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VMWARE GSX

 
Sac_3
Frequent Advisor

VMWARE GSX

Hi Techies,

Firstly i would like to thank each one of you for helping people in solving their issues and sharing your knoweldge. I am new to this forum and have a question

I would like to practise Veritas Volume manager on Redhat AS 4. So i installed VMWARE GSX application in my notebook.

I have created two instances of Redhat AS 4 and installed Veritas Volume Manager 4.Now inorder to practise VXVM i would like to know how to share a common storage for the two instances so that i can import and deport DG's. Hope i am clear, if not please let me know.

So, I would like to know if this can b done on VMWARE GSX server or not? If yes how?

Thanks in advance
5 REPLIES
Rob Leadbeater
Honored Contributor

Re: VMWARE GSX

Hi,

I'm not too sure on the answer to your question, but is there any reason you've chosen to use VMware GSX over a more recent version of VMware ?

Cheers,

Rob
Sac_3
Frequent Advisor

Re: VMWARE GSX

Hi Rob!

Thx for your prompt reply. Yes.Becuase i know that i cannot achieve this using VMWARE workstation. Next using VMWARE ESX is irrelevant. I heard that we can share a common storage in VMWARE GSX server so i installed it. Not sure if VMWARE Server version has this feature.

Regards,
SaC
Rob Leadbeater
Honored Contributor

Re: VMWARE GSX

Well VMware Server is the replacement for GSX, so if it can be done in GSX, then I would have thought it can with VMware Server...

Cheers,

Rob
Sac_3
Frequent Advisor

Re: VMWARE GSX

Ok! may i know the procedure for sharing the storage/disk in VMWARE Server edition.
Serviceguard for Linux
Honored Contributor

Re: VMWARE GSX

Sharing storage has two possible meanings in VMware server. In one case you create a disk, which is really a file on the disk (both VMs need to be on the same server in that instance). In the other case you are sharing a real "physical" disk.

For the first case (disk is implemented as a file) here is a "step by step.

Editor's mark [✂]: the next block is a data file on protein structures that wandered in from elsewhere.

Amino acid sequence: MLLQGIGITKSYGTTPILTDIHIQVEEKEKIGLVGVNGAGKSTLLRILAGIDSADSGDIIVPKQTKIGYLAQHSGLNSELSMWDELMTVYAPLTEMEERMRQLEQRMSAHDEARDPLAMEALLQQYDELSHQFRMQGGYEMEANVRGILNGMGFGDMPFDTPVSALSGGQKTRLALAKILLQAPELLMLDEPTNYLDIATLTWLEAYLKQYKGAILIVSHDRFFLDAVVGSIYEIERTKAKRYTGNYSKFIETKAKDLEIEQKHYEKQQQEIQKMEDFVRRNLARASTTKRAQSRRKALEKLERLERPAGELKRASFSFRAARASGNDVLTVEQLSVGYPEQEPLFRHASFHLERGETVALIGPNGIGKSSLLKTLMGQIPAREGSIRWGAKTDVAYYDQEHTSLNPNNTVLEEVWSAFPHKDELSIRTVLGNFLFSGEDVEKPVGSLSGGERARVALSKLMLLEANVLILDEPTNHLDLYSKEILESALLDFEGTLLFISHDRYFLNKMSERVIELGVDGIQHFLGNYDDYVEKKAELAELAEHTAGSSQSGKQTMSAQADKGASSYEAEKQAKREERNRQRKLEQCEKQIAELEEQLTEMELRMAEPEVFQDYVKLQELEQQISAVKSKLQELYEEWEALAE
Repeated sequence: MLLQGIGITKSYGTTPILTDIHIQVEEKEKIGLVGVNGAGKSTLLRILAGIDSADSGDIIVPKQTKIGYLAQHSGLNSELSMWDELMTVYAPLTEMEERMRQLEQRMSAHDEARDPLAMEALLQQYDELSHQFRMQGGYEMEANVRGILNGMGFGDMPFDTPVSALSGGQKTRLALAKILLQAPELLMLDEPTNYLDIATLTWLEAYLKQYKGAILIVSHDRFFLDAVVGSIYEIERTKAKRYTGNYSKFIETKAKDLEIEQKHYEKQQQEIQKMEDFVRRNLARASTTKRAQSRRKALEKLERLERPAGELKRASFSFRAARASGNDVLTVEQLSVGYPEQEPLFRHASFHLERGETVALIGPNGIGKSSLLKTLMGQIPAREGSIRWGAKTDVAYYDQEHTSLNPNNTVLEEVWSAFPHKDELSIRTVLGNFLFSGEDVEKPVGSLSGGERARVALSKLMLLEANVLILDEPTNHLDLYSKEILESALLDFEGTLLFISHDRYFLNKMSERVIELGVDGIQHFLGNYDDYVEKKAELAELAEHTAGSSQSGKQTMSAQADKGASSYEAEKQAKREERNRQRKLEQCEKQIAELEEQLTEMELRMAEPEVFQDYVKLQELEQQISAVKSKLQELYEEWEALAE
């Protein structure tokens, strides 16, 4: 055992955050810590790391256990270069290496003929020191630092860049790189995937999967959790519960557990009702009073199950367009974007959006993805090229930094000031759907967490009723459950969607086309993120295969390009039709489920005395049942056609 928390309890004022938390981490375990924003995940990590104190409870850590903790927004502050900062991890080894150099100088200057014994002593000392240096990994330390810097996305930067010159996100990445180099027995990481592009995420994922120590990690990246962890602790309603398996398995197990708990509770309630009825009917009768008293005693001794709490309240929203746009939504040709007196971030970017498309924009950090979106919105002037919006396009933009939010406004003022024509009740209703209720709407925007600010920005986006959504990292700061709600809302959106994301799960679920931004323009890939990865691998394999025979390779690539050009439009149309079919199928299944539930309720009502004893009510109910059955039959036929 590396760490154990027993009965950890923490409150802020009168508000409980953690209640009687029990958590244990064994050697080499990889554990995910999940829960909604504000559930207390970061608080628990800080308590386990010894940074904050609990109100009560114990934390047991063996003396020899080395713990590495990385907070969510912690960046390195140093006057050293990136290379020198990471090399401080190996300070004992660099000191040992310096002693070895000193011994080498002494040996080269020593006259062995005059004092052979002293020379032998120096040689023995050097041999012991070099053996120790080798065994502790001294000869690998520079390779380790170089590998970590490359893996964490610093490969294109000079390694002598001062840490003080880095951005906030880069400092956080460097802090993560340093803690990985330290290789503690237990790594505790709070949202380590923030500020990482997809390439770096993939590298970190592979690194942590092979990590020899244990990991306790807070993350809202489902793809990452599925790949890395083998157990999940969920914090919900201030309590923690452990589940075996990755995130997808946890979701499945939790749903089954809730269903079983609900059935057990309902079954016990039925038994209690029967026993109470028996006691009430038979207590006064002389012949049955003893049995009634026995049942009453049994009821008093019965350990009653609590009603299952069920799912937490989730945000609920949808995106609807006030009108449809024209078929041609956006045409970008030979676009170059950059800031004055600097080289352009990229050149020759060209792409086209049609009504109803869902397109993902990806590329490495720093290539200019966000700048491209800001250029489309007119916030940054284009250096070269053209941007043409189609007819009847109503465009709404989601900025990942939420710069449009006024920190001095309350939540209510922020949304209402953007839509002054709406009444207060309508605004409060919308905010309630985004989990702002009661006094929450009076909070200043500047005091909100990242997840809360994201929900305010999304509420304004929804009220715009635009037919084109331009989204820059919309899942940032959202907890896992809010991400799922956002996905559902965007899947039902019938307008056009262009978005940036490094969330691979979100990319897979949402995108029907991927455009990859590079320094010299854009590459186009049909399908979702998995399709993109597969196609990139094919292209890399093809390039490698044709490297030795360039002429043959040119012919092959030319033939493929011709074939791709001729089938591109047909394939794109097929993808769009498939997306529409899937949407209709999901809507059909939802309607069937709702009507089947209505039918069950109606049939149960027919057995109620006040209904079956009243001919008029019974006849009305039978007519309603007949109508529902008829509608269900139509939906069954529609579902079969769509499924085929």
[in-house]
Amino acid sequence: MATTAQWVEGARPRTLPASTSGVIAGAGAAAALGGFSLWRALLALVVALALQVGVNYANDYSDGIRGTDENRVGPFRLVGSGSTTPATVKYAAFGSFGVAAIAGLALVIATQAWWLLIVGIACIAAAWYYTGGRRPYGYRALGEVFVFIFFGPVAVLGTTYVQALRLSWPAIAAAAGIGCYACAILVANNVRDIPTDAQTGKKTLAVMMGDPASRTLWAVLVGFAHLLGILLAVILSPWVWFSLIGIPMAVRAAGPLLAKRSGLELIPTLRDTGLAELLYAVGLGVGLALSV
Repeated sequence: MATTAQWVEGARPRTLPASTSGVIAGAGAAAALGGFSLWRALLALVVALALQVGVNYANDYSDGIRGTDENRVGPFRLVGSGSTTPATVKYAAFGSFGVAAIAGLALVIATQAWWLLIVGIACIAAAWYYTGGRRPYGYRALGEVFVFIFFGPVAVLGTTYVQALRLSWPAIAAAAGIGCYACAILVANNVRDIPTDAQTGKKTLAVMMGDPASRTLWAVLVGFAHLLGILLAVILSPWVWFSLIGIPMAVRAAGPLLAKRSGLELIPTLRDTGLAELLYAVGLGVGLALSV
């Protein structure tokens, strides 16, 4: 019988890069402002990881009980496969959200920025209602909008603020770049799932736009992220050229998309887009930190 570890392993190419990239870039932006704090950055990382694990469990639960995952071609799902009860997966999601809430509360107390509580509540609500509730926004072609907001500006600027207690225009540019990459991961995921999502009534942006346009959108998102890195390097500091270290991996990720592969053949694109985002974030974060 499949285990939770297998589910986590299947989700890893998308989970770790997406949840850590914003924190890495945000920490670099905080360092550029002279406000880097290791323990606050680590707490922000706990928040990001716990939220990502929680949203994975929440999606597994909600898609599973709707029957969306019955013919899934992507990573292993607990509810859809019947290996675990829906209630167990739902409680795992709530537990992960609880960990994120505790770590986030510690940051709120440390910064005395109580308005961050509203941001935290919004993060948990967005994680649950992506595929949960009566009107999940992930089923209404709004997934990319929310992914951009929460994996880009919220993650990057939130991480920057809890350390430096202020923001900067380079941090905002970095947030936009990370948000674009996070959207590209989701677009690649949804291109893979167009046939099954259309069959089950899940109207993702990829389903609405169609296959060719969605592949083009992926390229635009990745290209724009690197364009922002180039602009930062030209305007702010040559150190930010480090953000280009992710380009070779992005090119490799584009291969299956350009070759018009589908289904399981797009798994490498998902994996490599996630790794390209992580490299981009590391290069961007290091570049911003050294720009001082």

Be aware that this disk can only be accessed by one server at a time (no clustered file systems).

If you have problems do s google search of:
persistent independent site:vmware.com

This search should pick up some of the examples this work is based on.

â ¢ Each virtual server has a â definitionâ file. Each virtual server has a sub-directory in the â Virtual Serversâ directory (assuming that defaults are selected). Each directory is named the same as the server. Within that directory is a file, again with the name as a base, with a â .vmxâ extension. First, make sure the virtual servers are powered off. Before adding any extra disks add the following lines to the server â .vmxâ files (both servers). Watch for typos, especially on the last line since it is slightly different.

scsi1.present = "TRUE"
scsi1.virtualDev = "lsilogic"
scsi1.sharedBus = "virtual"
disk.locking = "FALSE"

â ¢ Note the â lsilogicâ assumes that scsi0 is also â lsilogicâ

â ¢ Edit virtual machine Node1
â Add
â Hard disk
â Create new virtual disk
â ¢ SCSI
â ¢ Size
â ¢ When it asked for disk file I suggest the following:
Use a different directory than the servers (I suggest at the â serverâ level). Use the â .vmdkâ extension. For example: shares/share1.vmdk
â ¢ Before selecting Finished â select Advanced (this is important)
â Select a SCSI address with scsi1:x (recommend 1 for first disk, etc).
â Select â independentâ (persistent will be selected by default)
â Select â Finishedâ - A disk will now be created.
â ¢
â ¢ Edit the â .vmxâ file (again) and you will find â independent-persistentâ listed for the new disk. Make this be â persistentâ .
â Each disk should have the following entries:
scsi1:x.present = â trueâ
scsi1:x.filename = â this will be the pathâ
scsi1:x.mode = â persistentâ â
scsi1:x.deviceType = â plainDiskâ
â
â ¢ For the second machine do the same except select the â use an existing diskâ . Everything else is the same. Make sure you select the same SCSI identifier for the disk, e.g. 1:1